Monday, November 02, 2015


Matthew Ebert posts (29 October) on Metric’s Country Club HERE 
“Ever since the Occupy Wall Street protests grabbed international headlines in 2011, the issue of income inequality has moved to the forefront of public discourse. Regardless of where someone finds themselves on the political spectrum between liberal and conservative, the fact that income gains in the United States have increasingly gone to the wealthiest citizens after the 1970s is not in dispute. In a speech at the Federal Reserve Bank of Boston in October 2014, Federal Reserve Bank Chair Janet Yellen mentioned various highly credible studies which demonstrate “significant income and wealth gains for those at the very top and stagnant living standards for the majority,” and said that “the extent of and continuing increase in inequality in the United States greatly concern me” (Parker). Where people disagree is in identifying the cause of this inequality, and what steps should be taken to address it. Generally speaking, people with conservative viewpoints believe in an extreme form of free market economics, where the “invisible hand of the market” in laissez faire capitalism works to distribute the fruits of effort based on merit, and where government intrusion through public policy is seen as a form of tyranny that robs the gains created by the producer class in an ideal meritocracy and distributes them to the undeserving, underperforming classes. The flaw with these viewpoints is in the assertion that such an “invisible hand” exists, that it acts to create an egalitarian outcome, and that public policies tend to benefit the poor. The simple truth is that there are inefficiencies inherent in capitalist economics and public policy that disproportionately benefit the wealthy over the poor and work to maintain the status of the wealthy and powerful elite.
First, it is important to understand the term “invisible hand” and how it has come to be used to describe economics. The term originated from Adam Smith’s seminal work, The Wealth of Nations, widely considered the foundation of modern economics. In this initial work, however, the term had a more nuanced meaning than it has today. Smith wrote:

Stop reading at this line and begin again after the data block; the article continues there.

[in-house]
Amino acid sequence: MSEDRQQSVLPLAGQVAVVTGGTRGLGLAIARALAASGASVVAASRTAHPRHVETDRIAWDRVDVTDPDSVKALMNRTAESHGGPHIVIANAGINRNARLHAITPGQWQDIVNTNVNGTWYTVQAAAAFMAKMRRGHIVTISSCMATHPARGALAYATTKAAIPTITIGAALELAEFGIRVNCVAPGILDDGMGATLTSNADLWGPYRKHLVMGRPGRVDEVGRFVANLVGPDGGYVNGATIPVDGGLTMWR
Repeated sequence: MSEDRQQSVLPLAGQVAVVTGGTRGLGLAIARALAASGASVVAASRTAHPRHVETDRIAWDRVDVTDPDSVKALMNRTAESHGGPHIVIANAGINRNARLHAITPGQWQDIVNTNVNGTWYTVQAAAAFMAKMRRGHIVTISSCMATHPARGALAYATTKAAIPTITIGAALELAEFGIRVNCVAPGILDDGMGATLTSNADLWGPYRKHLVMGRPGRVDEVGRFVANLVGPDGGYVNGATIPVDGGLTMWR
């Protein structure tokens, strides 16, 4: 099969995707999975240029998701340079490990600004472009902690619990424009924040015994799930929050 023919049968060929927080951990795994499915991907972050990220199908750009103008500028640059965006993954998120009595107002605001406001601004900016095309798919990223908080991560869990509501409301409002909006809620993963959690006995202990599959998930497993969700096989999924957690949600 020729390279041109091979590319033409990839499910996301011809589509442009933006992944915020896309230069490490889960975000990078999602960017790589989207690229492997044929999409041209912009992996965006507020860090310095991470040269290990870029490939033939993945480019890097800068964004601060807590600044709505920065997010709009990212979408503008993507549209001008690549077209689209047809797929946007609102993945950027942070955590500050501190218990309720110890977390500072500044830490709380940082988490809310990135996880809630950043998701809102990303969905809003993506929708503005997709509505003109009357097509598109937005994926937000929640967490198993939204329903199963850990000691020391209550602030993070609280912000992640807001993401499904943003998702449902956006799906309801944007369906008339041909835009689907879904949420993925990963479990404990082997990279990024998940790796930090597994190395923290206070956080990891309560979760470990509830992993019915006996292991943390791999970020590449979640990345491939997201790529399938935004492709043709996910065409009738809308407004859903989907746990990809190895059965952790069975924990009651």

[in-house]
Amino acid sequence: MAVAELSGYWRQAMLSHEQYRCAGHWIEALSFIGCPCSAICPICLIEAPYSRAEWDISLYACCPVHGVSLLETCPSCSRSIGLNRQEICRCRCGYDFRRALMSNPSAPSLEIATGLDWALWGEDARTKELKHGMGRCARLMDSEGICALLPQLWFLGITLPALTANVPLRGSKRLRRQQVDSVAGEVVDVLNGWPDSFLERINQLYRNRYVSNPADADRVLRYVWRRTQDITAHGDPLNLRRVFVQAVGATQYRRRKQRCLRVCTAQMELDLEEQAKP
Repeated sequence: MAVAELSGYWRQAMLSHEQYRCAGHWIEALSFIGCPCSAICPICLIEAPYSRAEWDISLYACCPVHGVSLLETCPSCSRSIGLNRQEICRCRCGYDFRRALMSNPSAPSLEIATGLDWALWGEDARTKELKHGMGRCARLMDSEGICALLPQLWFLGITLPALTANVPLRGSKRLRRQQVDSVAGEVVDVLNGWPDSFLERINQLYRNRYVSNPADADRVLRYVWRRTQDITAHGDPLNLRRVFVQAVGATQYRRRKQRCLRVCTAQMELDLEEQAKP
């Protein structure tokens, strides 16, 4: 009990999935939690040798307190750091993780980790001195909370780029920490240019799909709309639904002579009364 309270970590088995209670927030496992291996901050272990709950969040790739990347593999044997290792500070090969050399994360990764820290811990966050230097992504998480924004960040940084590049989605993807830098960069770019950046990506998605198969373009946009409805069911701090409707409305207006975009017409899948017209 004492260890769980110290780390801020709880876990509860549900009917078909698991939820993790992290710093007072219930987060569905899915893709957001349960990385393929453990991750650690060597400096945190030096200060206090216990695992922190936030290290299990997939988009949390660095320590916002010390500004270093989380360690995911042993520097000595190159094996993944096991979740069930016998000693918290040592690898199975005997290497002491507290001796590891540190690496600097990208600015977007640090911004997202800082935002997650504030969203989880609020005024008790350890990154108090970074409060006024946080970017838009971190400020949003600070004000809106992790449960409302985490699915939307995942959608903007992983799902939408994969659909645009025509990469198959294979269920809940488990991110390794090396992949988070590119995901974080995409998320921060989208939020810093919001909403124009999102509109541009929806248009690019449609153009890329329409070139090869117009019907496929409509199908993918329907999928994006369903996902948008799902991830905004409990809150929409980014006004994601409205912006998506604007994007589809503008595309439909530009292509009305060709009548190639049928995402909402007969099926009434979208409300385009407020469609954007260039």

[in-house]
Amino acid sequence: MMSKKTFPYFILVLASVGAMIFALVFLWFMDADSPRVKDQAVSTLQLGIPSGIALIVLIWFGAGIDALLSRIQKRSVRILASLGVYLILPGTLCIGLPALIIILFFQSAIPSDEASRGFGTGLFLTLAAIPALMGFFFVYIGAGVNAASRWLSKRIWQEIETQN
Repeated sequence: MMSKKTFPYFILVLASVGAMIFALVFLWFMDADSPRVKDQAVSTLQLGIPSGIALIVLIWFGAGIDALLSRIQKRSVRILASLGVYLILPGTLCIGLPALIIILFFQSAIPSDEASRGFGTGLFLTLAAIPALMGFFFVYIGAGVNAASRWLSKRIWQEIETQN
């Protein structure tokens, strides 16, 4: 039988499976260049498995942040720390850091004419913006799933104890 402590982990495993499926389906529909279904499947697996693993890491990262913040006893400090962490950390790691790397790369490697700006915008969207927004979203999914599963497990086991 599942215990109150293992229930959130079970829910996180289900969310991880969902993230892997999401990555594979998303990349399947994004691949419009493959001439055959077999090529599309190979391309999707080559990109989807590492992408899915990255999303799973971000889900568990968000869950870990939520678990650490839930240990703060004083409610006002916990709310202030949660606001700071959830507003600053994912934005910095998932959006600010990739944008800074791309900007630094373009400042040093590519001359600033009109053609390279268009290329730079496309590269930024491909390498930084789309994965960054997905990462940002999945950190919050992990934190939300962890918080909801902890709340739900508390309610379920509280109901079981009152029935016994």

“By preferring the support of domestic to that of foreign industry, he intends only his own security; and by directing that industry in such a manner as its produce may be of the greatest value, he intends only his own gain, and he is in this, as in many other cases, led by an invisible hand to promote an end which was no part of his intention”.
Smith specifically references the support of domestic over foreign industry as a self-interested action that supports society through the unwitting decisions of an individual actor. Even in this more nuanced instance, it is questionable whether an individual actor in a modern global economy can exert noticeable pressure on larger trends. …"
[Read the whole piece by following the above link]

The above piece is interesting, though the whole post contains many errors. Nevertheless, it is worth reading as an attempt to cut through the falsehoods of the current misunderstanding of Smith’s use of the “invisible hand” as a metaphor and not as an analytical description of how market economies function despite an individual’s so-called “selfishness”, etc.  Smith’s main point was that by investing locally from fear of risking his capital abroad, the merchant intentionally added his capital to the domestic economy, which unintentionally benefitted the local economy arithmetically - not “miraculously”. See: Wealth Of Nations, IV.II. 1-10: pp 452-56).


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